Uncle Vanya

Review of Uncle Vanya Maly Drama Theatre at Theatre Royal Haymarket

Uncle VanyaI could hear very little English being spoken from where I was sitting in the beautiful Theatre Royal in the Haymarket. Oh well I thought, I’d better get used to it, I shall be listening to Russian for the next three hours. The stage is largely empty, just three haystacks and a rocking chair, but when the cast arrive on stage they bring the rest of the set with them. The lighting and muted colour scheme are simple yet quite beautiful.

The Maly Drama Theatre is one of only three theatres to have attained the status of Theatre of Europe. As well as performing in their home city of St. Petersburg they regularly perform in theatre festivals worldwide and are therefore well-practised at performing in front of audiences for whom Russian is not their first language. There is a lot of non-verbal visual drama and comedy. The whole cast are absolutely excellent, but if I had to pick out any performances it would be Kseniya Rappoport as Elena, Ekaterina Tarasova as Sonia, Sergei Kuryshev as Uncle Vanya and Igor Chernevich as Doctor Astrov. I particularly enjoyed the scenes between Sonia and Elena who had a marvellous onstage chemistry and were extremely engaging and funny.

For the benefit of non-Russian speaking audience members, the text is shown on surtitles above and to the side of the stage. I was quite worried about this as I have only experienced this with opera before and wasn’t sure I would be able to follow the drama and read the words at the same time. I needn’t have worried, The Barbican have done a wonderful job in preparing the English translations for the surtitles. I think I appreciated the story more by being able to read it, Doctor Astrov’s speech about his trees and his work to preserve them was particularly moving. The surtitles were succinct and easy to follow, they were short enough for you to read them and still be able to keep an eye on everything that was going on stage. However, the raucous laughter following some of the more risqué speeches made me think that maybe the jokes were funnier in Russian! Watching a play in a language you don’t understand may sound a daunting prospect, but most people wouldn’t hesitate to go to an opera performed in another language and this really wasn’t so different.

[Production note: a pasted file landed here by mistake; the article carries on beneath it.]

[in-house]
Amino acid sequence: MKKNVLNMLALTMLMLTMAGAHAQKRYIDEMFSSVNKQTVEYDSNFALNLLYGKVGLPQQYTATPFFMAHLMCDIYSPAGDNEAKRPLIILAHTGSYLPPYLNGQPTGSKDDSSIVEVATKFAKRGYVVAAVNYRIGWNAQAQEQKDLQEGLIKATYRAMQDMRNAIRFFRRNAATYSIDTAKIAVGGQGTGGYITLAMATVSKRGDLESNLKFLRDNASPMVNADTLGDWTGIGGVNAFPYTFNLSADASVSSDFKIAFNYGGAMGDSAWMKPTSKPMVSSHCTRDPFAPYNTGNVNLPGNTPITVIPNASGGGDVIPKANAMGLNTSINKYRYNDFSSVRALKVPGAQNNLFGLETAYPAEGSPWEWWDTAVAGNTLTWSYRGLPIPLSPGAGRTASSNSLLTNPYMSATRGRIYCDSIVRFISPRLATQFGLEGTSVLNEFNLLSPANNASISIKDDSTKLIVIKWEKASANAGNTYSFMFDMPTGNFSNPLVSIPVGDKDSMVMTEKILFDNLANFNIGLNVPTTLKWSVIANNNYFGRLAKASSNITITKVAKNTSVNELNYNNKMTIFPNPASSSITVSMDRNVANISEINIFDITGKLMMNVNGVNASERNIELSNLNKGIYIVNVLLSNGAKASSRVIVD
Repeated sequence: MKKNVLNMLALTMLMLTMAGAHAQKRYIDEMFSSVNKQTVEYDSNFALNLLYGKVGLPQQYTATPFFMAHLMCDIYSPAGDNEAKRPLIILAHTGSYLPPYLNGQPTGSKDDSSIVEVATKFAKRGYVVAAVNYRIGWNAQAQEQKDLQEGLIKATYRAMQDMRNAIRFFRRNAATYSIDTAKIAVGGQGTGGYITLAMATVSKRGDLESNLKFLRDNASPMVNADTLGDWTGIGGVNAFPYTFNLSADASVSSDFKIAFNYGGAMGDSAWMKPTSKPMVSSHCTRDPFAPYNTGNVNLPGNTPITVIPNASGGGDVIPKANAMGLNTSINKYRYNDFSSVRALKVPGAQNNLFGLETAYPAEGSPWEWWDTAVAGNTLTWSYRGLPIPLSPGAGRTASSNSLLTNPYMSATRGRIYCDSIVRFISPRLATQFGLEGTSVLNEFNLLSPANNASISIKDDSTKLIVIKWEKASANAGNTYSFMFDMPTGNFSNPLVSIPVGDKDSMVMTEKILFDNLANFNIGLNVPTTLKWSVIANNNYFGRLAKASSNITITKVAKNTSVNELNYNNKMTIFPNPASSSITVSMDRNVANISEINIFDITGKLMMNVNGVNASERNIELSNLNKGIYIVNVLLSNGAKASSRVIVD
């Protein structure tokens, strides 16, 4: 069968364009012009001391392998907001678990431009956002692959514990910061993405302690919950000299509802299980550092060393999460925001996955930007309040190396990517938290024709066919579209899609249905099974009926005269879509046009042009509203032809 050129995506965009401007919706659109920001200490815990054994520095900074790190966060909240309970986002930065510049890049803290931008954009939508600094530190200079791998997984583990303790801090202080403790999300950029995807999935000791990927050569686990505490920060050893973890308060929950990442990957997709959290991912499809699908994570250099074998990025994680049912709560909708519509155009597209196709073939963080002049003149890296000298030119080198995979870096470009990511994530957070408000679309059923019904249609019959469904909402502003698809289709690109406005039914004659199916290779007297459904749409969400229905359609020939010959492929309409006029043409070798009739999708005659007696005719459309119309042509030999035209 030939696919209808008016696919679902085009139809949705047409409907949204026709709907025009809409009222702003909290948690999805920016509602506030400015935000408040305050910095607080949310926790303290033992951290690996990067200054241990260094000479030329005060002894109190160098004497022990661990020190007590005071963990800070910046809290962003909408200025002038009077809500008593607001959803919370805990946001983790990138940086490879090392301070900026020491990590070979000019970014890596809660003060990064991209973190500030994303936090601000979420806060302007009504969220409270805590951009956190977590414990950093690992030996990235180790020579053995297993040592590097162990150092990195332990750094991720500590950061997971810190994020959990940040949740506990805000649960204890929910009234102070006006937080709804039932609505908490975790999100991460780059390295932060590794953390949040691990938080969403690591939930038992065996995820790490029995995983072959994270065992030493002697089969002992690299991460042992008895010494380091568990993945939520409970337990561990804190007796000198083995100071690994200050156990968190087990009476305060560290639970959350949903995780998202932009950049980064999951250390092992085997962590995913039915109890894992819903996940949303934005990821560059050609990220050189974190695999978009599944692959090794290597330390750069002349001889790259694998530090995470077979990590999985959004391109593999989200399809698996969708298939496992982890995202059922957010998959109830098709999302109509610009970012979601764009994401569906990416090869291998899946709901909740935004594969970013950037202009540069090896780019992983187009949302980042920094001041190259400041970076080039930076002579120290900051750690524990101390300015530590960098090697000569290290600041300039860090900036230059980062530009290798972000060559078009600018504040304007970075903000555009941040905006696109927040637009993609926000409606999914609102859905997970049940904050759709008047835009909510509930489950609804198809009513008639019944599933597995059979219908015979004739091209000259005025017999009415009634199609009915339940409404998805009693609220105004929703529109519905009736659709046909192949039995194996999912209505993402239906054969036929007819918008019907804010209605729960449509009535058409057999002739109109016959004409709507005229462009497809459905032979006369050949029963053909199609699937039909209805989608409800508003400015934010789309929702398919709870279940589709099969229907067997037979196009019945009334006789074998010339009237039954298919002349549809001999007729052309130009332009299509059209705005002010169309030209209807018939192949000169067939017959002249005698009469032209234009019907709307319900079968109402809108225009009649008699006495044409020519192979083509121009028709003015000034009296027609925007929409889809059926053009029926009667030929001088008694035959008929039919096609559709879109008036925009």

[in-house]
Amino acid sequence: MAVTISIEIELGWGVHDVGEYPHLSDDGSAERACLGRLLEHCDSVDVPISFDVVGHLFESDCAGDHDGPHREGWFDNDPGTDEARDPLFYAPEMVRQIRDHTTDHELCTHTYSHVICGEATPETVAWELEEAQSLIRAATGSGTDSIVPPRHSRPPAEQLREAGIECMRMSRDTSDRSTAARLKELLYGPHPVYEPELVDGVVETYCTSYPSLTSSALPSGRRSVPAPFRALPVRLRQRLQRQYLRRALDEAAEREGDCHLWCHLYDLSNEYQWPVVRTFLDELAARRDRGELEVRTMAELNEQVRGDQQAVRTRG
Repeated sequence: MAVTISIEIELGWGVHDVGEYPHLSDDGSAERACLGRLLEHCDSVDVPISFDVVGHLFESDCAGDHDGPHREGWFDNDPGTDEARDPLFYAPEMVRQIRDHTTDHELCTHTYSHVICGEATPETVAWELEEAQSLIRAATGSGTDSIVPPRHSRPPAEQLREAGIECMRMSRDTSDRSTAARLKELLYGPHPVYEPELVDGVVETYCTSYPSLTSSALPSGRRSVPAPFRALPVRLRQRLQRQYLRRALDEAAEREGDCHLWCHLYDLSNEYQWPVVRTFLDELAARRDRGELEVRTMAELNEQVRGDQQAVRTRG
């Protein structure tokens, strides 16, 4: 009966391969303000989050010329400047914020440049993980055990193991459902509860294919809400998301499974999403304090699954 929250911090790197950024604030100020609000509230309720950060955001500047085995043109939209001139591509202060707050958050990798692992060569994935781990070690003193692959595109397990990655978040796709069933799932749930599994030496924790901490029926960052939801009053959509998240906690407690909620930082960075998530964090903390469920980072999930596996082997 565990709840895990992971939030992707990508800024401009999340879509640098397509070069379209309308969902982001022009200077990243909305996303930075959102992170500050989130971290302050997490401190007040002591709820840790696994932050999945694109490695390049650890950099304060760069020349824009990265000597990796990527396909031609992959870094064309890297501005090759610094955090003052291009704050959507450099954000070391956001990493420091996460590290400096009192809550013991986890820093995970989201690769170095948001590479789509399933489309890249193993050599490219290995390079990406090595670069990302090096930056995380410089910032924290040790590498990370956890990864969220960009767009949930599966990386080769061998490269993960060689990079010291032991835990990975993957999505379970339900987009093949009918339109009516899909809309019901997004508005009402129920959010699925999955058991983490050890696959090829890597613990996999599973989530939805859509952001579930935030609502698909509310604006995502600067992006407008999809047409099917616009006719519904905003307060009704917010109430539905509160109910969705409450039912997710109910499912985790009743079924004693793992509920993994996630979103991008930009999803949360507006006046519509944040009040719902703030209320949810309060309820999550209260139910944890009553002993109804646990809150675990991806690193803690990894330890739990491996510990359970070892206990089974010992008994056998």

4 Stars

Review by Sally Knipe

Vanya (Sergey Kuryshev), together with his niece Sonya (Ekaterina Tarasova), has sacrificed his life managing the estate of Professor Serebryakov (celebrated Russian film actor, Igor Ivanov), his former brother-in-law and Sonya’s father. But when the Professor returns from the city with his glamorous young wife Yelena (multi-award-winning stage and screen actress Ksenia Rappoport) tensions spiral as their world is thrown upside down.

Chekhov’s tragicomic masterpiece of dashed dreams, thwarted and eternal love returns to London in Lev Dodin’s definitive interpretation of this classic play.

7.00pm May 15th (Press Night), 16th and 17th
Theatre Royal Haymarket, Haymarket, London, SW1Y 4HT

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